FIFA's Top Cop To Study Evidence That Qatar Bid Team Offered Cash To Voter's Son
FIFA’s top investigator has been called upon "to examine evidence that the winners of the right to host the 2022 World Cup secretly offered $1M to the son of one of the voters," according to the Calvert & Blake of the SUNDAY TIMES. Documents "passed to FIFA by the Sunday Times show the Qatar bid team offered the cash" to 26-year-old Samson Adamu, the son of FIFA exec committee member Amos Adamu. The money was "to fund a dinner and workshop on the eve of the 2010 World Cup in South Africa, though it cost a fraction of the sum offered." The deal was brokered by Qatar 2022 Deputy CEO Ali al-Thawadi "months before the contest in Dec. '10." He "denied knowledge of the offer when contacted last week." However, after reviewing the evidence, Qatar 2022 lawyers "accepted there had been discussions and a contract had been drawn up," but said the team had later backed out of the deal after considering the "relevant FIFA rules" (SUNDAY TIMES, 11/18).
FIFA INVESTIGATES: In London, Owen Gibson noted FIFA said that it was "contacted with the allegations on Friday and the Sunday Times immediately provided all evidence relating to them." A spokesperson said, "After receiving these documents, FIFA has immediately forwarded them to Michael J. Garcia, independent ethics committee chairman of the investigatory branch." However, the Qatar 2022 organizing committee has accused the Sunday Times of being "malicious and reckless" in its presentation of the discussions, but they "admitted that they took place." The committee on Sunday insisted it "operated to the highest standards of integrity during the bidding process for the 2018/2022 FIFA World Cup, strictly adhering to all FIFA rules and regulations for bidding nations." It added it was making "good progress" with preparations for the tournament. Garcia will look into the "opaque and controversial bidding process" (GUARDIAN, 11/18).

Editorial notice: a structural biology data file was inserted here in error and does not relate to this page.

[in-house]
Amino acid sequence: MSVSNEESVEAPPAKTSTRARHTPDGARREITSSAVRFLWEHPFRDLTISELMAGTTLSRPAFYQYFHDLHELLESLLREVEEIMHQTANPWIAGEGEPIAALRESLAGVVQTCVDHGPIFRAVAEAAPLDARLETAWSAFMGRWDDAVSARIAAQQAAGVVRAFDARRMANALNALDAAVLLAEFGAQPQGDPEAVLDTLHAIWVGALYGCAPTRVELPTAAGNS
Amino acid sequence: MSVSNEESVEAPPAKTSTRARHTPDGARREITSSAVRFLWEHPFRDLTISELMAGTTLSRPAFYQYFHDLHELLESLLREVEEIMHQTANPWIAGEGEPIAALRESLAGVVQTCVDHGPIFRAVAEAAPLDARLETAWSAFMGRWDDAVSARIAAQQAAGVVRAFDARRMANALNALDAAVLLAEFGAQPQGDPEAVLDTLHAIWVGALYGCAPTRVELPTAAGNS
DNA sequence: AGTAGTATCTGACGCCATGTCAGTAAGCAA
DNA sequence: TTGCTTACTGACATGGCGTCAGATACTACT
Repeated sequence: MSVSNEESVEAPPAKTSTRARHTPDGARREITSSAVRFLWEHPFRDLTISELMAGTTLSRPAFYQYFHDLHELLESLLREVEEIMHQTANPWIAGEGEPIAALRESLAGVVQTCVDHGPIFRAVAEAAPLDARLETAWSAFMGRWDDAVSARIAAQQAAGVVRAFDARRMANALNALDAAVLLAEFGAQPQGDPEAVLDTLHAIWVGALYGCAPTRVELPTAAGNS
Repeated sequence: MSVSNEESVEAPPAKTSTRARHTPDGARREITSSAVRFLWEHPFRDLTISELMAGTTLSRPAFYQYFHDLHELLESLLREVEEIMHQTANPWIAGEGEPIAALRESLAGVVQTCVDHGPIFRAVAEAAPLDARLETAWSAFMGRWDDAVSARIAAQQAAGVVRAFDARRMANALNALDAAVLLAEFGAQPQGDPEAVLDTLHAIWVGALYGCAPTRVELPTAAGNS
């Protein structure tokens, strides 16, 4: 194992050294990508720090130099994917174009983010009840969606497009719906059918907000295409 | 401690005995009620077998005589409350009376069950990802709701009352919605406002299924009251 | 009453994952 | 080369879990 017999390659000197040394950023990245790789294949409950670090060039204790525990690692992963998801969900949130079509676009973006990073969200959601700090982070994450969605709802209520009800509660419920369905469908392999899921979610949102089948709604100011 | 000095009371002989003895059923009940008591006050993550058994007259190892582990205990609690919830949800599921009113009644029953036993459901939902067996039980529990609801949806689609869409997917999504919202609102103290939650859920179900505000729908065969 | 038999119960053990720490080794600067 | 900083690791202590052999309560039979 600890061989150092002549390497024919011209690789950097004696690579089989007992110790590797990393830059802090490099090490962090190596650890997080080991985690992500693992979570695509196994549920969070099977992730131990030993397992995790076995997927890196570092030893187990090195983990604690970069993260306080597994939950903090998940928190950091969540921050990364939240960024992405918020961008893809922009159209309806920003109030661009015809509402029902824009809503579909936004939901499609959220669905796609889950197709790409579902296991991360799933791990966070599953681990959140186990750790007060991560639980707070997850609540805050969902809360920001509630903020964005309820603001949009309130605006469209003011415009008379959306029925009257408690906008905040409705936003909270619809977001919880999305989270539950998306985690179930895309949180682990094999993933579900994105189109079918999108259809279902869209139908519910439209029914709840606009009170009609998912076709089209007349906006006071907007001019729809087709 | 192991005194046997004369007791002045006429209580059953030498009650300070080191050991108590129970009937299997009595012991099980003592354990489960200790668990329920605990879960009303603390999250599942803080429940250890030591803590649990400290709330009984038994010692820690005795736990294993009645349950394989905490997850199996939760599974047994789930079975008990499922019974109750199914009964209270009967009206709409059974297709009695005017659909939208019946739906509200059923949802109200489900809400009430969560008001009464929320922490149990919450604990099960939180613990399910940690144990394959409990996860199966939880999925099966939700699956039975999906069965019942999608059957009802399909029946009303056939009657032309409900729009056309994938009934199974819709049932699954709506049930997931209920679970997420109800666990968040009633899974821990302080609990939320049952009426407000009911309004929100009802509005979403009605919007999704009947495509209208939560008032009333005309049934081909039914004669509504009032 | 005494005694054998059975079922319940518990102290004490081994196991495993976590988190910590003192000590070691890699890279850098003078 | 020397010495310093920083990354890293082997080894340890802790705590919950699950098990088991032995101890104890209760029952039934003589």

EXAMINING THE PAST: Also in London, Adam Shergold noted Samson Adamu spoke at the June '10 dinner in Johannesburg, South Africa "assuring a star-studded crowd of African football legends that his companies had 'no commercial affiliates.'" His father Amos Adamu was "among 300 eminent guests at the free event who enjoyed a three-course dinner and traditional African music to celebrate the achievement" of past heroes. He was "secretly filmed in Sept. '10 offering to sell his vote for the 2018 World Cup, which went to Russia for an £800,000 payment into a personal bank account." He claimed that he would use the money "to build football pitches in his native Nigeria." He was "also filmed saying that his bid for the 2022 finals was not for sale because it was going to Qatar." As a result, "he was sacked from the exec committee, stripped of his World Cup vote and banned from football for three years" (DAILY MAIL, 11/18).